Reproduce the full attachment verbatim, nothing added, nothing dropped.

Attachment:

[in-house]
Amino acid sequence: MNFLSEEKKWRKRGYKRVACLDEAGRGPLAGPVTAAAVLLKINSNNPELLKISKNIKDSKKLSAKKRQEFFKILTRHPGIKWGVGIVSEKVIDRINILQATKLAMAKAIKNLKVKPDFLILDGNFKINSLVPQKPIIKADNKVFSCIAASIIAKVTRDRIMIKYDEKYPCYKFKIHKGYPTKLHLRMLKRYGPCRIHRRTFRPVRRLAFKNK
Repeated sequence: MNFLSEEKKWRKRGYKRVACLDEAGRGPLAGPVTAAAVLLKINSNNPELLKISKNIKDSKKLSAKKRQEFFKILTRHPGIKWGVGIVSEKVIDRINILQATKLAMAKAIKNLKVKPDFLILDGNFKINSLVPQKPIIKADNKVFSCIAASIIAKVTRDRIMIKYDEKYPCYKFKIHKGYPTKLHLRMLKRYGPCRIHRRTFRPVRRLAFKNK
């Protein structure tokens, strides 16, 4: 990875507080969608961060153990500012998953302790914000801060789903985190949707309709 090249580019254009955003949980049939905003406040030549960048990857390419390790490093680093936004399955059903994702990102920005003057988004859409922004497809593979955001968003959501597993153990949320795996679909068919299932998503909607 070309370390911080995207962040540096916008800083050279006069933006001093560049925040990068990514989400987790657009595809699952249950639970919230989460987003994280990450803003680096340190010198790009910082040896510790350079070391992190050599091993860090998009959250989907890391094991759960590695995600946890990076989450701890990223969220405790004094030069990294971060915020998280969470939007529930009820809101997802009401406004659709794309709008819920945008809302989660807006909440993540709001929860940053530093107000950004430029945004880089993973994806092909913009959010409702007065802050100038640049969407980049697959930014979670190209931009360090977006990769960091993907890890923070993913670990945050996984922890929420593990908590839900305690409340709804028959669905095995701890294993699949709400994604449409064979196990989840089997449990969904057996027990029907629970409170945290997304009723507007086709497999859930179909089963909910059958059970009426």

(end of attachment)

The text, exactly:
[in-house]
Amino acid sequence: MNFLSEEKKWRKRGYKRVACLDEAGRGPLAGPVTAAAVLLKINSNNPELLKISKNIKDSKKLSAKKRQEFFKILTRHPGIKWGVGIVSEKVIDRINILQATKLAMAKAIKNLKVKPDFLILDGNFKINSLVPQKPIIKADNKVFSCIAASIIAKVTRDRIMIKYDEKYPCYKFKIHKGYPTKLHLRMLKRYGPCRIHRRTFRPVRRLAFKNK
Repeated sequence: MNFLSEEKKWRKRGYKRVACLDEAGRGPLAGPVTAAAVLLKINSNNPELLKISKNIKDSKKLSAKKRQEFFKILTRHPGIKWGVGIVSEKVIDRINILQATKLAMAKAIKNLKVKPDFLILDGNFKINSLVPQKPIIKADNKVFSCIAASIIAKVTRDRIMIKYDEKYPCYKFKIHKGYPTKLHLRMLKRYGPCRIHRRTFRPVRRLAFKNK
């Protein structure tokens, strides 16, 4: 990875507080969608961060153990500012998953302790914000801060789903985190949707309709 090249580019254009955003949980049939905003406040030549960048990857390419390790490093680093936004399955059903994702990102920005003057988004859409922004497809593979955001968003959501597993153990949320795996679909068919299932998503909607 070309370390911080995207962040540096916008800083050279006069933006001093560049925040990068990514989400987790657009595809699952249950639970919230989460987003994280990450803003680096340190010198790009910082040896510790350079070391992190050599091993860090998009959250989907890391094991759960590695995600946890990076989450701890990223969220405790004094030069990294971060915020998280969470939007529930009820809101997802009401406004659709794309709008819920945008809302989660807006909440993540709001929860940053530093107000950004430029945004880089993973994806092909913009959010409702007065802050100038640049969407980049697959930014979670190209931009360090977006990769960091993907890890923070993913670990945050996984922890929420593990908590839900305690409340709804028959669905095995701890294993699949709400994604449409064979196990989840089997449990969904057996027990029907629970409170945290997304009723507007086709497999859930179909089963909910059958059970009426």